Pubdate: Thu, 03 Aug 2017
Source: London Free Press (CN ON)
Copyright: 2017 The London Free Press
Author: Heather Rivers
Page: A6


Bootleg fentanyl blamed for five overdoses, two of which didn't
respond to double doses of antidote

WOODSTOCK - Five Oxford County overdoses in the last half of June
likely were caused by a bad batch of heroin, possibly laced with
particularly potent bootleg fentanyl, a health official says.

"Our clients are scared," said Oxford County public health nurse Lisa
Gillespie. "From everything I have heard, bootleg fentanyl has arrived
in Oxford or there is a very bad batch of heroin going around."

Fentanyl is a synthetic opiate narcotic prescribed primarily for
patients with cancer or severe pain.

Heroin, cocaine, oxycodone and other street drugs can be cut with
powdered fentanyl with potentially fatal consequences.

Gillespie said the months of April to June were busy for the health
unit, with five overdoses in the last two weeks of their second quarter.

All five people required double doses of intranasal naloxone, an
antidote to opioid overdose.

"From what people report it is rare that two doses are needed,"
Gillespie said. "In the past, often one dose was enough to reduce the
overdose." But even the double doses didn't work in two of the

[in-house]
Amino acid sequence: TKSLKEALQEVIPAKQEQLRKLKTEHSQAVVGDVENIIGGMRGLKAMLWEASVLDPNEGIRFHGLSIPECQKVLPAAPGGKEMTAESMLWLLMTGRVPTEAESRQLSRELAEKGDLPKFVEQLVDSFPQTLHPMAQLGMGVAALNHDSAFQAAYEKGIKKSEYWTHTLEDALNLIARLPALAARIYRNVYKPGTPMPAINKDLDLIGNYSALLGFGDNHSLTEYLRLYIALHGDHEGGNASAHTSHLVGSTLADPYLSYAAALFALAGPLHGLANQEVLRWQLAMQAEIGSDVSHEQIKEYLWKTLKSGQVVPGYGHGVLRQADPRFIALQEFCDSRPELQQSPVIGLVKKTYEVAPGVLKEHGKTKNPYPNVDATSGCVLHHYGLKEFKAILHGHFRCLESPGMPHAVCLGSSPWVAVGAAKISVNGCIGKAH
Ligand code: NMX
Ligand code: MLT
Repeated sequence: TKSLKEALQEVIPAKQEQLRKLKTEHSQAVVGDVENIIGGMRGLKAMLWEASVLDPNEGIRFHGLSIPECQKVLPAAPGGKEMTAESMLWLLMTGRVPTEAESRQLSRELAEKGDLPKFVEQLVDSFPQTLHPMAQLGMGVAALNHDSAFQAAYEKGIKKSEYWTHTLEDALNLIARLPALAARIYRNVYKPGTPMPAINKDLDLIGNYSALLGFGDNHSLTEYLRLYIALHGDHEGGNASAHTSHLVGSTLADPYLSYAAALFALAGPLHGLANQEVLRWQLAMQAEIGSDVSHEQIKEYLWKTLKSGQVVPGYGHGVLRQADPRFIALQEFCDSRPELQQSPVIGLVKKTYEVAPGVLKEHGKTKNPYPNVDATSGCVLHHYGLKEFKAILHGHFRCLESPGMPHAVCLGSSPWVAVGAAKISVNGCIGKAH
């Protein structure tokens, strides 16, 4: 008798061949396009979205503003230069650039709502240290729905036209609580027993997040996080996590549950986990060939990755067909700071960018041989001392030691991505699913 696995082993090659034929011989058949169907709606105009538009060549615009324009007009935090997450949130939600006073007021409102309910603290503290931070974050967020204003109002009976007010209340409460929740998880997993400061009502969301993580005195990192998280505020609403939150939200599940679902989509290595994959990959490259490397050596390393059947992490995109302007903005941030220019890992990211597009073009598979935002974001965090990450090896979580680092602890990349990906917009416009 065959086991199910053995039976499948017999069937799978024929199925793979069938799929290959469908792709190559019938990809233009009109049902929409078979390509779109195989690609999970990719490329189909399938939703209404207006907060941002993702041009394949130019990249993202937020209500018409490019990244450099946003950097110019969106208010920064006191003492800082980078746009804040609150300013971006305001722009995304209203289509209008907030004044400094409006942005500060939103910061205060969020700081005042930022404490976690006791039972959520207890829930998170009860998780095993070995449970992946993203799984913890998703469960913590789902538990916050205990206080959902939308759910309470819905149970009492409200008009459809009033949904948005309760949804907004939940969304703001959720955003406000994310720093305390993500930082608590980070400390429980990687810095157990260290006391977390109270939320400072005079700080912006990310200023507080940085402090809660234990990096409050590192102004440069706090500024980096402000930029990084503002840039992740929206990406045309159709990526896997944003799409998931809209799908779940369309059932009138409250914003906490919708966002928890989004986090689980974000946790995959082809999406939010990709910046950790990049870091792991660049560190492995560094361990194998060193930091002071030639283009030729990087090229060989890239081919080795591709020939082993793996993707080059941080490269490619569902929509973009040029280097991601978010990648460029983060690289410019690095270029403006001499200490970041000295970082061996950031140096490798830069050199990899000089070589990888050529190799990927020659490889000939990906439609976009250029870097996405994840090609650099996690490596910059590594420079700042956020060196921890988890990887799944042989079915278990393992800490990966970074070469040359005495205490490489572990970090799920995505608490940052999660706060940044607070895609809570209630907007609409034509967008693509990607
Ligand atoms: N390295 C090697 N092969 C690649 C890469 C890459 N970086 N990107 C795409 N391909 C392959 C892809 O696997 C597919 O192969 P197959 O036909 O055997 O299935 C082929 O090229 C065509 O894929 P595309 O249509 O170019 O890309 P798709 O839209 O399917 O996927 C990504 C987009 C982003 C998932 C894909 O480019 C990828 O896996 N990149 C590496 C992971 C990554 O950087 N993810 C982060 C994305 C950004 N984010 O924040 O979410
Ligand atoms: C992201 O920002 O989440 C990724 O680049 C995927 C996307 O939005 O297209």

overdose cases, and those two people had to be taken to hospital.

"People are reluctant to call 911 due to fear of arrest," Gillespie
said. "Because they needed to do it in two cases, it tells me that the
drug the people consumed was very potent."

Figures on Oxford County opioid overdose deaths in the second half of
2016 and early 2017 aren't available yet. But seven were recorded in
2013, six in 2014, four in 2015 and another four deaths in the first
half of 2016.

More user-friendly intranasal naloxone kits recently replaced the
injectable variety.

People at risk of overdoses, their friends and families can get
intranasal kits free from Oxford County public health, while
injectable kits are available at selected pharmacies.

Woodstock police Deputy Chief Darren Sweazey said it would be naive to
think that powdered fentanyl, likely made overseas and used to cut
other street drugs like heroin, has not hit the city.

"Has it become an issue here? Probably not like other centres," he
said. "But could it? Would it? Certainly it could."

While fentanyl patches have been used for years, powdered fentanyl has
made the situation much worse, he said.

"I certainly applaud the efforts of the pharmacies who carry the
naloxone kits," he said.

Gillespie points to a new law, the Good Samaritan Drug Overdose Act,
which took effect May 4 and protects anyone who calls 911 to report an
overdose from charges of simple possession of a controlled substance
or related charges concerning a pre-trial release, probation order,
conditional sentences or parole violation.

"We want people to feel safe to call 911," Gillespie said. "Naloxone
is a short-term fix, especially with the arrival of bootleg fentanyl.
The two doses in a kit may not be enough to reduce overdose and the
person needs to be assessed at the hospital. It's a life and death

Gillespie said new efforts to combat addiction, like Ontario's first
opioid strategy, means the government is paying more attention.

"It's finally getting the attention it deserves," she said. "Hopefully
there will be real change."
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